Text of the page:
In the past, people have tended to be fairly stoic about their health concerns. Men especially have learned to keep their health secret and try not to worry anyone with it.
But if you have sleep apnea, there are very good reasons to talk to your kids about it as soon as they get old enough to understand the main issues.
The Results Matter to Them
You may not know it, but your kids are probably as aware of your sleep apnea symptoms as you are. They know that you’re often too tired to play with them when you get home from work, or even on the weekends. They have probably noticed you dozing off in front of the TV or when trying to read. And they know that you’re often irritable or depressed. They may be blaming themselves.
Explaining your condition to your kids can help them understand that they’re not the reason why you’ve been acting the way you have. They can better understand that it’s not that you don’t want to play or enjoy other activities with them. They can understand that you’ve not meant to be so angry with them. And they’ll appreciate when these things change and you can enjoy happier times together.
Kids Need to Understand Your Treatment
If you have young kids that regularly find their way into your bedroom seeking comfort from thunder or nightmares, they may be in for an unpleasant surprise if you’re wearing your CPAP mask.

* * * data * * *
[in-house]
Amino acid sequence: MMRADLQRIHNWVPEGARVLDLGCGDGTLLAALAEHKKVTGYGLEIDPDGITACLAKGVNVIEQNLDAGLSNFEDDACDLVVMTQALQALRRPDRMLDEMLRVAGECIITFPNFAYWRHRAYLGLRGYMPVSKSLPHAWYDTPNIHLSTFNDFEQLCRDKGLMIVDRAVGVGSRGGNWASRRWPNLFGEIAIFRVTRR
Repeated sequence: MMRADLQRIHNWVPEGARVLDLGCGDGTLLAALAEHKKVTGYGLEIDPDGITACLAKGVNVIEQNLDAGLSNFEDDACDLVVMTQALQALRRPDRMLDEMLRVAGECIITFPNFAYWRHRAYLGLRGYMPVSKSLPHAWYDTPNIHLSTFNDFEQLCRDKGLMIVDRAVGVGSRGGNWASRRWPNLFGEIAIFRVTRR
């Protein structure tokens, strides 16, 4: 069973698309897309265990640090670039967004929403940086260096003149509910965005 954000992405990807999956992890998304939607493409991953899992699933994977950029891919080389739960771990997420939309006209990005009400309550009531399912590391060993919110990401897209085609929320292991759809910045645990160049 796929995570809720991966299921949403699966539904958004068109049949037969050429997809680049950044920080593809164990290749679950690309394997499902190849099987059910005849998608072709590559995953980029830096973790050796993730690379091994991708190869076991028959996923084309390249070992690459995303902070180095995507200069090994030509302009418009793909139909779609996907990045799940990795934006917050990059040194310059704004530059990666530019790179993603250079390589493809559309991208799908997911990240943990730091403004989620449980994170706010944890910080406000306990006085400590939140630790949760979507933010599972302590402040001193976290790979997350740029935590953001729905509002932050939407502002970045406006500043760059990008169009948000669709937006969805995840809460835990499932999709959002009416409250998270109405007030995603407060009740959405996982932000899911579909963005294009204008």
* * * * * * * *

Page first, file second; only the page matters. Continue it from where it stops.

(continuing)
While this may keep the kids out of your bedroom more often, you don’t really want them to be afraid of you! Instead, show them the CPAP machine, explain how it works and what it does, and help them understand it’s nothing for them to be afraid of.
Even if you’re using an oral appliance, it’s good to show to your kids and explain its use. Otherwise, they may be more likely to get into it and treat it as a toy, which can be unsanitary and they may break or lose it.
They Can Help
It’s always good to have a spotter that can tell you if your CPAP has come off and your snoring has resumed. You may be able to trust your spouse for this, but if you’re a single parent (either full-time or just temporarily because of travel, etc.), your kids can play that important role.
Once they know that they should tell you if your snoring gets loud enough to wake them, they’ll be happy to do it.
They’ll Need to Watch out for Their Own Apnea
Sleep apnea isn’t entirely genetic, but if you are a snorer who has sleep apnea, then they’re more likely to develop it. Through a combination of genetic predisposition, developmental influences, and lifestyle lessons, your children have been set up to be more likely to have sleep apnea.
They may not develop the condition. With proper choices they may be able to avoid it. But it’s important that they know what to look for so they can get their sleep apnea diagnosed and treated sooner.
Currently, as much as 80% of people with sleep apnea are undiagnosed. But with proper education, perhaps the next generation will be better.
Get Your Apnea Treated for Your Children
Even if you aren’t swayed by arguments about the impact sleep apnea can have on your health and your life, then listen to the impact it has on your children. Not only does it make it harder for you to enjoy time with your children, it can cut that time off completely. Sleep apnea has stolen many fathers away too soon. Don’t let it take you away.